That night my husband and I got in bed and just held each other. Completely wrung out and saddened by the events of the day, yet still so incredibly thankful for all that we realize we have.

Sure it’s irritating to be charged more than you were planning to pay for something, yet we have to be thankful to have access to fantastic health and dental care, even though it’s almost always overpriced. And we can afford to pay the extra $400. Paying that is not going to cause us not to eat and I know that is not the case for everyone on this planet.

The car can be fixed. We’ll be out a little for the deductible and a some inconvenience taking it to the shop, but that’s it. I wasn’t hurt and at the end of the day that’s what is most important. I’ll have my car back soon and life will go on. When you think about that, it’s hardly worth getting upset over.

As for Mr. Goolsby, while it’s a terribly sad loss for the family, we know he is in heaven now. He loved and served God all his life through humanitarian missions work all over the globe. A life well lived and, though so terribly hard on his family to let him go, there is comfort in knowing he is in Gods presence. For a Christian death is not the end. The family will grieve through the loss knowing that one day they will be united with him again.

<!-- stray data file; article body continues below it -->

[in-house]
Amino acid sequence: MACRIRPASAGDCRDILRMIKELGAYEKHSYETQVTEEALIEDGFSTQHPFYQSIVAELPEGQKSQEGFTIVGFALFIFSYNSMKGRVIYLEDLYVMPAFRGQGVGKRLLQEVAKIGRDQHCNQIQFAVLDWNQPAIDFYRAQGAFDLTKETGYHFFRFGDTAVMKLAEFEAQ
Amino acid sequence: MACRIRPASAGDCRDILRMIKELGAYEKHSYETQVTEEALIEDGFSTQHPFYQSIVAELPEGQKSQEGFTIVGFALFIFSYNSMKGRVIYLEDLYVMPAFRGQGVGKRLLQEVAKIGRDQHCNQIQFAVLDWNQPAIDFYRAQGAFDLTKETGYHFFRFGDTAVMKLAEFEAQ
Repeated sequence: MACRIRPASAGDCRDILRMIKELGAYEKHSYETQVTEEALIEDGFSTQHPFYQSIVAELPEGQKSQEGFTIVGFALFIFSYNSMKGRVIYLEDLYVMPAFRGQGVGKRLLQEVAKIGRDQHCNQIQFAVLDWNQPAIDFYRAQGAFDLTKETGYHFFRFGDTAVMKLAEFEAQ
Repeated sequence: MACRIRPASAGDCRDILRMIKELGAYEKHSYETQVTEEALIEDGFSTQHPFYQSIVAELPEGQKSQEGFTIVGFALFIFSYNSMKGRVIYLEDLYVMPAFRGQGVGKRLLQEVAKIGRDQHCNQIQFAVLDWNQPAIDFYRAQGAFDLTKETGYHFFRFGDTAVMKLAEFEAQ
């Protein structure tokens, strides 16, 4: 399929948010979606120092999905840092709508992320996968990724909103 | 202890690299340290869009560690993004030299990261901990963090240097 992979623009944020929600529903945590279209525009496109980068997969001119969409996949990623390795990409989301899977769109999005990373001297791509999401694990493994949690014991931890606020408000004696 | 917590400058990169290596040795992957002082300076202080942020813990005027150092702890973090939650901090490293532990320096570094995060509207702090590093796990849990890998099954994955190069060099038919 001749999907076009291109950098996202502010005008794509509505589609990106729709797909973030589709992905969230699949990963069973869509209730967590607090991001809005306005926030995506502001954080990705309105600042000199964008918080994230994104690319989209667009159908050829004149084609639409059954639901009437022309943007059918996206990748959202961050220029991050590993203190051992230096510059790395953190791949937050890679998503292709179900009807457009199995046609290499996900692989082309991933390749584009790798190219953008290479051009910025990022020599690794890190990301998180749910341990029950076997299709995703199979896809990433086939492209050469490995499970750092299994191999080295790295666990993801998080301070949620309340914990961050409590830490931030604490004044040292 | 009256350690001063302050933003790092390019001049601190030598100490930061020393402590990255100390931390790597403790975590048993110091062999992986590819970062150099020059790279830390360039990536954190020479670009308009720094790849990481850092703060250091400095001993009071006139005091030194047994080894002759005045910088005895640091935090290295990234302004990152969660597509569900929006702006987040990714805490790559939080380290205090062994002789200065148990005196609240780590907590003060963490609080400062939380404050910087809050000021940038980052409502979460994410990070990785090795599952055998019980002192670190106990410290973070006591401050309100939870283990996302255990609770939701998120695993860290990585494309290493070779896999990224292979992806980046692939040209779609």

We all have rough days, but when you’re a child of the King you just can’t stay down for very long. There is always hope, joy and comfort even when things go terribly wrong.

I have told you these things so that in me you may have peace. In this world you will have trouble. But take heart! I have overcome the world. John 16:33

When Mother is Lost

There are some instances in our life where the memories are so vivid that we can even remember what we were wearing.  This is the case back in December 1968.  I was 15 and my father had picked me up from school that day.   I had worn my favorite khaki colored wool jumper with pleats and a grey and khaki sweater underneath.  “Your mom isn’t doing well and we need to run down to the hospital,” he said.  I didn’t think too much about it.  She  had just had surgery and I figured she was just having a little setback.